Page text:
Swedish Cooperative Group Reduces Costs and Improves Communication with Office 365

Today we hear from Lantmännen on why Microsoft was the best decision for their business in their move to Office 365!

“Our employees should not have to worry about the technology. With Office 365, they have a stable solution that offers them access from anywhere.”

--Linda Westerback-Litzén, Manager for End-User Services, Lantmännen

Lantmännen operates throughout the entire food-processing chain, taking responsibility from field to fork. Owned by more than 36,000 Swedish farmers, it has more than 10,000 employees, operates in 18 countries, and has a turnover of SEK 36 billion (U.S. $5.7 billion). Lantmännen is committed to building a sound and healthy society and is active in every part of the value chain. Examples of Lantmännen brands include AXA, Kungsörnen, Start, Hatting, Regal, and Kronfågel.

IT Challenges
Beginning in 2006, Lantmännen used IBM Lotus Notes and Domino for messaging and collaboration. When its licensing agreement with IBM expired, Lantmännen deployed a Microsoft unified communications solution that included Microsoft Exchange Server 2007 and Microsoft Office Communications Server 2007 R2. In its effort to standardize communications for employees, Lantmännen realized that its operating costs were continuing to increase. “We were constantly migrating systems, and those systems had different requirements,” explains Linda Westerback-Litzén, Service Manager for End-User Services at Lantmännen. After evaluating options, Lantmännen decided to consider moving to a cloud-based service that could provide the messaging, communications, and collaboration services it sought, without the additional overhead and administrative costs.

IT Solution and Benefits
Lantmännen liked the familiar user interface and interoperability that the Microsoft solutions offered, so it joined the Microsoft Rapid Deployment Program to pilot Microsoft Office 365, which combines the familiar Office desktop with the next generation of cloud-based communication and collaboration services.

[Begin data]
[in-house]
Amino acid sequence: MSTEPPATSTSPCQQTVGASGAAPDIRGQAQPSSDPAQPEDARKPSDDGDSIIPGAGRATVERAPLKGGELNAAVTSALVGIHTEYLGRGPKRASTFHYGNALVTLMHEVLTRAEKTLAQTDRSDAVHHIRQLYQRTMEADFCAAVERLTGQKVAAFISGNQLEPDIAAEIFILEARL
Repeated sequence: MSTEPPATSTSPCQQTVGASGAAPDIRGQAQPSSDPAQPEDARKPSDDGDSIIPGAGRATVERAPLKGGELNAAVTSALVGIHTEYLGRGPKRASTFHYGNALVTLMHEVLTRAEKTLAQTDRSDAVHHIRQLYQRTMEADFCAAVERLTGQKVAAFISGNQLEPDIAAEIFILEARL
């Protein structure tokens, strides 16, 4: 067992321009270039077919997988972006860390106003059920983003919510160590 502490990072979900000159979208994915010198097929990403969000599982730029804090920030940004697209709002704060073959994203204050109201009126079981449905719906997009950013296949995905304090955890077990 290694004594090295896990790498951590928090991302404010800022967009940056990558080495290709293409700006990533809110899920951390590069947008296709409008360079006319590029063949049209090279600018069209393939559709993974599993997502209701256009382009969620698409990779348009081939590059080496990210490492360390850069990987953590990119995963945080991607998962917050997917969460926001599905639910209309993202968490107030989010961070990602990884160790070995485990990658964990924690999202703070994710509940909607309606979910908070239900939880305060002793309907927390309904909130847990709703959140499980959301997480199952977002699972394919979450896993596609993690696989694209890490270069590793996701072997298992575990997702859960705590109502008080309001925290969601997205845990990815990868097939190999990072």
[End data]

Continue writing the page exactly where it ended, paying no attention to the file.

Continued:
With the transition to Office 365, Lantmännen will migrate employee mailboxes to Microsoft Exchange Online, which is based on Exchange Server 2010 technology. Westerback-Litzén explains, “We have to transition different types of employees from different organizations, so we will migrate the largest employee mailboxes first, which will help us gain experience with the migration and how best to transition the rest of our employees.” With Exchange Online, employees will have a 25-gigabyte mailbox to store data. The company also plans to test the personal archive feature so that employees with larger mailboxes can store messages for long-term retention. Additionally, Lantmännen will create kiosk subscriptions for employees who do not have dedicated computers so that they can receive important company messages.

Lantmännen will maintain its on-premises deployment of SharePoint Server 2010, but it will supplement that deployment with Microsoft SharePoint Online in a hybrid environment. “We plan to move some of our team sites to the cloud, but we will keep our SharePoint Server on-premises for more complex applications,” says Westerback-Litzén. With SharePoint Online, the company also plans to share information with external partners.

By using Office 365, Lantmännen can significantly reduce administration, backup, and support costs while it increases service for its employees. In addition, it will avoid the expense of upgrading both its messaging and communications solutions to provide the latest capabilities for employees. “Including our current operating costs, the payback to the company for moving to Office 365 will not even take a year,” explains Anders Westling, CTO at Lantmännen.

With cloud-based services, Lantmännen will also receive the latest upgrades from Microsoft without incurring additional costs or disrupting employees. “With Office 365, we will always have the latest version, directly and faster than we could provide on-premises, without any employee impact,” says Westerback-Litzén.

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